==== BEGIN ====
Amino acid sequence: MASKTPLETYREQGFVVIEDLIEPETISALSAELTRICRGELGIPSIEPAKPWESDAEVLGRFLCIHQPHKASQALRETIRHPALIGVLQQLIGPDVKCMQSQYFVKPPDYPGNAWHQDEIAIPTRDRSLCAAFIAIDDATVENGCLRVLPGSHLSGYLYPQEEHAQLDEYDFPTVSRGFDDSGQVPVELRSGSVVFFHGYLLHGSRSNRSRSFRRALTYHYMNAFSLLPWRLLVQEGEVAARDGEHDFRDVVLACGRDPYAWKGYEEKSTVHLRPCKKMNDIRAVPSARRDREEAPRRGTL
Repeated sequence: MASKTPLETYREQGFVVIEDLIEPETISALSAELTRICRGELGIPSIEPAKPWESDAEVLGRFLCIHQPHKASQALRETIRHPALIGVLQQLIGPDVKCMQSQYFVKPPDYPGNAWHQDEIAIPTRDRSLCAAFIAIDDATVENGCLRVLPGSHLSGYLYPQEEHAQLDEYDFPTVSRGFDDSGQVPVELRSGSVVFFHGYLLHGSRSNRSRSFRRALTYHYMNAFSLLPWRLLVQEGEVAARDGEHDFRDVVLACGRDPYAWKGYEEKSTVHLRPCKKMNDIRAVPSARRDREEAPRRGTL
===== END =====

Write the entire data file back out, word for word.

Amino acid sequence: MASKTPLETYREQGFVVIEDLIEPETISALSAELTRICRGELGIPSIEPAKPWESDAEVLGRFLCIHQPHKASQALRETIRHPALIGVLQQLIGPDVKCMQSQYFVKPPDYPGNAWHQDEIAIPTRDRSLCAAFIAIDDATVENGCLRVLPGSHLSGYLYPQEEHAQLDEYDFPTVSRGFDDSGQVPVELRSGSVVFFHGYLLHGSRSNRSRSFRRALTYHYMNAFSLLPWRLLVQEGEVAARDGEHDFRDVVLACGRDPYAWKGYEEKSTVHLRPCKKMNDIRAVPSARRDREEAPRRGTL
Repeated sequence: MASKTPLETYREQGFVVIEDLIEPETISALSAELTRICRGELGIPSIEPAKPWESDAEVLGRFLCIHQPHKASQALRETIRHPALIGVLQQLIGPDVKCMQSQYFVKPPDYPGNAWHQDEIAIPTRDRSLCAAFIAIDDATVENGCLRVLPGSHLSGYLYPQEEHAQLDEYDFPTVSRGFDDSGQVPVELRSGSVVFFHGYLLHGSRSNRSRSFRRALTYHYMNAFSLLPWRLLVQEGEVAARDGEHDFRDVVLACGRDPYAWKGYEEKSTVHLRPCKKMNDIRAVPSARRDREEAPRRGTL